# Realt-time insight into the grain growth with the non-destructive NDT technology laser ultrasound

In cooperation between Linseis Messgeräte GmbH and RECENDT GmbH (Research Center for Non-Destructive Testing GmbH), a real-time grain size determination system based on a dilatometer system (DIL L78/RITA) and an adapted laser ultrasound system (LUS) was developed.

The grain size is determined from the LUS data as follows:

The non-destructive NDT technology “laser ultrasound” (LUS) enables an in-situ analysis of the grain size based on an evaluation of the frequency-dependent ultrasound attenuation 𝛼(𝑓), which is mainly caused by the scattering at the grain boundaries due to the applied method.

The frequency-dependent ultrasound attenuation is modeled using the following power-law:

## 𝛼(𝑓)=𝑎+𝑏𝑓𝑛

The attenuation coefficient 𝛼(𝑓) is composed of an absorption coefficient 𝑎, a scattering coefficient 𝑏, the frequency 𝑓 and the exponent 𝑛, where the absorption coefficient describes the internal friction losses and the scattering coefficient is the interesting grain size parameter (proportional to the mean grain size). The exponent 𝑛 results from the ratio of the acoustic wavelength to the mean grain size, where three types of scattering can be distinguished, Rayleigh (𝑛=4), Stochastic (𝑛=2), and Geometric Scattering[1].

The relationship between the scattering coefficient and the grain size of interest 𝐷 is modeled as follows:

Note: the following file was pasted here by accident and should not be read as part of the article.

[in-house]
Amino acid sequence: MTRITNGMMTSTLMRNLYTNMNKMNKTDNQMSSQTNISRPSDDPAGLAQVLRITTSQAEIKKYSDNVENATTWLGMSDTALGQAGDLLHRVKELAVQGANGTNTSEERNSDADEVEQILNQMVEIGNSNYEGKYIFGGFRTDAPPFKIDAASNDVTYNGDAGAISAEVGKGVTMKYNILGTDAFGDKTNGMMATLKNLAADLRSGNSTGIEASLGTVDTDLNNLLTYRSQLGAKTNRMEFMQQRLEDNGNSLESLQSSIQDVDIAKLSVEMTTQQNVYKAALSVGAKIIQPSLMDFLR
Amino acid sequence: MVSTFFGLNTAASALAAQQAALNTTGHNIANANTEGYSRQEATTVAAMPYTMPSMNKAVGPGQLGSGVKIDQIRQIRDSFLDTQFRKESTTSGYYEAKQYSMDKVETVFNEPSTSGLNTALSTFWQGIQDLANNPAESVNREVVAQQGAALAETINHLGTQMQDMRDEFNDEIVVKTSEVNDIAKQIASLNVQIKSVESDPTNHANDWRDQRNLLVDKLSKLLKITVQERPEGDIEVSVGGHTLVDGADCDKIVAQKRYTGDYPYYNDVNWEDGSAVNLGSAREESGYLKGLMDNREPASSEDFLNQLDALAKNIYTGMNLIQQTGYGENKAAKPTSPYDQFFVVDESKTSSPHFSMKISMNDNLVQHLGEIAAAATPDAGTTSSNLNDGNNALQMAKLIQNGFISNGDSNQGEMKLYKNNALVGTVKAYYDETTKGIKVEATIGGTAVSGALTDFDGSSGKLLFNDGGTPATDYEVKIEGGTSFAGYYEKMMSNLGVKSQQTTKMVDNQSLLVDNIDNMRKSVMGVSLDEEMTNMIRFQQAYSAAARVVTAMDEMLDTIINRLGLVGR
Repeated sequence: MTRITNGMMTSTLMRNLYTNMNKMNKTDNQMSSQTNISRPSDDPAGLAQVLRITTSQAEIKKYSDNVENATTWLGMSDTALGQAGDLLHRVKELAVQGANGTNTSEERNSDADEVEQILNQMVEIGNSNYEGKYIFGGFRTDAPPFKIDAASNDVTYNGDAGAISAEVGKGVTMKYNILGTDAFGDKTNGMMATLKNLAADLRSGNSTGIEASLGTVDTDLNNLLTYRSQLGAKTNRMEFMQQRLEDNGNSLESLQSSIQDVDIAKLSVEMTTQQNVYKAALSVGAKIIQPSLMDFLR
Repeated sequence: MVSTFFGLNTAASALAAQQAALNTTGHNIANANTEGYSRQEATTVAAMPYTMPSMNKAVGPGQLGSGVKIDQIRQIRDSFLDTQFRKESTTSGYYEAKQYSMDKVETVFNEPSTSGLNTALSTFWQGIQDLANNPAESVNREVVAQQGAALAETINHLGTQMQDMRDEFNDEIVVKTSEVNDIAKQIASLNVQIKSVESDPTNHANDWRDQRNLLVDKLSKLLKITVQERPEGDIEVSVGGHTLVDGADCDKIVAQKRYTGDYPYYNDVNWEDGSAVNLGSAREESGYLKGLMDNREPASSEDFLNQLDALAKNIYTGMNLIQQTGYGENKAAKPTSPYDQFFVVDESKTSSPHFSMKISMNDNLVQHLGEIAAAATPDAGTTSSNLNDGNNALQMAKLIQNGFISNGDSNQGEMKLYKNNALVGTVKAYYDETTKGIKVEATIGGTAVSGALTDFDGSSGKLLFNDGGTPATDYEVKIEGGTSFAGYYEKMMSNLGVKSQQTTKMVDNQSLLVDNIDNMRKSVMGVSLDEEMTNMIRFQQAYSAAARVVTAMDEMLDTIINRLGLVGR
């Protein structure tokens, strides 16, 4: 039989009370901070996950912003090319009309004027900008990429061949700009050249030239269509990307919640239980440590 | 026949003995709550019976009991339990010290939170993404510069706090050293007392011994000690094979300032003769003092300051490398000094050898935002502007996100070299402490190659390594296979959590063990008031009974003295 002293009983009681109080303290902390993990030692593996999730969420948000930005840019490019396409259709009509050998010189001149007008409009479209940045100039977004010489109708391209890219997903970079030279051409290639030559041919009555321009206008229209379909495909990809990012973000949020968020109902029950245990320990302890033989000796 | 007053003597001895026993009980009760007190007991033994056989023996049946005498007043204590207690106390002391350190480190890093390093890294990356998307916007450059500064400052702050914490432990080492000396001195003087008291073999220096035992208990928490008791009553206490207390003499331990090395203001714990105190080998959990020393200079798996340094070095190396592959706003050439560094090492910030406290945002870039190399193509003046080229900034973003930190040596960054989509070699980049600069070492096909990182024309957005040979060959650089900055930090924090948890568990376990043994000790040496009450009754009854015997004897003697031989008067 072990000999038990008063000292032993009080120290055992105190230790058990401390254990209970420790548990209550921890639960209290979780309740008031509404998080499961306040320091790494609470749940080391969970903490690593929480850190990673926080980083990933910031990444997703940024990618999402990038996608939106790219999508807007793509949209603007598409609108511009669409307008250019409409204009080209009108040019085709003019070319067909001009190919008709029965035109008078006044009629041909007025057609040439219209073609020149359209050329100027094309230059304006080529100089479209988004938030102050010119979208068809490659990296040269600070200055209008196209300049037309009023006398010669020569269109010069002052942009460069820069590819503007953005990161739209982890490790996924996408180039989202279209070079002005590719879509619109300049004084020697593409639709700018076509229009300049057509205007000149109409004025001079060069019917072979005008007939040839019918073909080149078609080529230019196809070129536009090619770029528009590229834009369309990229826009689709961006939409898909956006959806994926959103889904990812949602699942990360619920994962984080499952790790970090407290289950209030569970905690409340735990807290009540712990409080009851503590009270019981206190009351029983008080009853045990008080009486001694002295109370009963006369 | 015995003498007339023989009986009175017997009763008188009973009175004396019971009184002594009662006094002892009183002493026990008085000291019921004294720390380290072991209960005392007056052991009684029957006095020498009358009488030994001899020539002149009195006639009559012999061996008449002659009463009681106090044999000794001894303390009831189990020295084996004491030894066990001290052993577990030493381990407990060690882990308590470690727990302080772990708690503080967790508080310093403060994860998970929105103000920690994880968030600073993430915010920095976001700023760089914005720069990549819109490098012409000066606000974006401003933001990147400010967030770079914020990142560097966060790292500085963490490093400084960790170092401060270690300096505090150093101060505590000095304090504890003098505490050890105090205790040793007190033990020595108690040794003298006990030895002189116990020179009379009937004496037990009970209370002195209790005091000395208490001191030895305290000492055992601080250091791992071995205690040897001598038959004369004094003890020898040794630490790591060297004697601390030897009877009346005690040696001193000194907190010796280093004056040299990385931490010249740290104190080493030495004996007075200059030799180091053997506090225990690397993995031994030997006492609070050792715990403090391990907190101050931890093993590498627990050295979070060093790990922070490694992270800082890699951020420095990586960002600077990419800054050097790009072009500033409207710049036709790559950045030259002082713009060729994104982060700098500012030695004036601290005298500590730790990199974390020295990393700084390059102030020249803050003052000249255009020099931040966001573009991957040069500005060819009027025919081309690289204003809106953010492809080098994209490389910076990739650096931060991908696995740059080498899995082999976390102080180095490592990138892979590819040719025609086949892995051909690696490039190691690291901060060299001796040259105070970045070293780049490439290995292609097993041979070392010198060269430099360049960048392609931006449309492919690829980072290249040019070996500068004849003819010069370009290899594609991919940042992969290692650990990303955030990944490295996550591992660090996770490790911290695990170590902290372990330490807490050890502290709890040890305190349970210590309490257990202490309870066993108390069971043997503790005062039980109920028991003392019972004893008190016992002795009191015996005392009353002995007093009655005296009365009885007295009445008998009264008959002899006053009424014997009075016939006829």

## 𝛼(𝑓)=𝑎+𝐶 (𝐷−𝐷0)𝑛−1 𝑓𝑛

The scattering coefficient 𝑏 is the product of the material-dependent parameter 𝐶 and the relative change in the mean grain size 𝐷−𝐷0 (𝐷0 – grain size of the initial state). A calibration of the model using mean grain size values from micrographs at certain temperature conditions provides the parameter 𝐶 [2].

Laser ultrasound measurements and data analysis using this attenuation model provide real-time insight (in-situ) into the grain growth of a material during thermal cycles. Figure 2 shows an impressive comparison of these LUS real-time results (points) with several time-consuming micrograph analyzes (colored X markings).

[1] S. Sarkar, A. Moreau, M. Militzer, and W. J. Poole, “Evolution of austenite recrystallization and grain growth using laser ultrasonics,” Metall. Mater. Trans. A Phys. Metall. Mater. Sci., vol. 39 A, no. 4, pp. 897–907, 2008, doi: 10.1007/s11661-007-9461-6.

[2] T. Garcin, J. H. Schmitt, and M. Militzer, “In-situ laser ultrasonic grain size measurement in superalloy INCONEL 718,” J. Alloys Compd., vol. 670, pp. 329–336, 2016, doi: 10.1016/j.jallcom.2016.01.222.